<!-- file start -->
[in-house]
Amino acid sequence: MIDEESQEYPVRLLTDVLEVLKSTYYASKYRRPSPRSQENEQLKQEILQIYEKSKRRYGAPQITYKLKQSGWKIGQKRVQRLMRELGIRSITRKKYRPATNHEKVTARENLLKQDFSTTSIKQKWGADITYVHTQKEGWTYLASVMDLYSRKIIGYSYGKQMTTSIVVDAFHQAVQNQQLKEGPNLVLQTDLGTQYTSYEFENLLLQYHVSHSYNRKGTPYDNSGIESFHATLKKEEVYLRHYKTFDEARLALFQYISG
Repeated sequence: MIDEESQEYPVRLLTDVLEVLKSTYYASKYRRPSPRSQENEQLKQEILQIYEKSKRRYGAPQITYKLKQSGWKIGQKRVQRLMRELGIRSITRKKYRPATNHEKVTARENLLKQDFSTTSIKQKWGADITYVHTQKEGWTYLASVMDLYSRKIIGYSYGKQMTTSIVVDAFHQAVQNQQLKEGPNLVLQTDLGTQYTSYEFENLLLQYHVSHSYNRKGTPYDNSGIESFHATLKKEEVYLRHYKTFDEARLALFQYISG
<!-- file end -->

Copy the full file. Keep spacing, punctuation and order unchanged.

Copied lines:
[in-house]
Amino acid sequence: MIDEESQEYPVRLLTDVLEVLKSTYYASKYRRPSPRSQENEQLKQEILQIYEKSKRRYGAPQITYKLKQSGWKIGQKRVQRLMRELGIRSITRKKYRPATNHEKVTARENLLKQDFSTTSIKQKWGADITYVHTQKEGWTYLASVMDLYSRKIIGYSYGKQMTTSIVVDAFHQAVQNQQLKEGPNLVLQTDLGTQYTSYEFENLLLQYHVSHSYNRKGTPYDNSGIESFHATLKKEEVYLRHYKTFDEARLALFQYISG
Repeated sequence: MIDEESQEYPVRLLTDVLEVLKSTYYASKYRRPSPRSQENEQLKQEILQIYEKSKRRYGAPQITYKLKQSGWKIGQKRVQRLMRELGIRSITRKKYRPATNHEKVTARENLLKQDFSTTSIKQKWGADITYVHTQKEGWTYLASVMDLYSRKIIGYSYGKQMTTSIVVDAFHQAVQNQQLKEGPNLVLQTDLGTQYTSYEFENLLLQYHVSHSYNRKGTPYDNSGIESFHATLKKEEVYLRHYKTFDEARLALFQYISG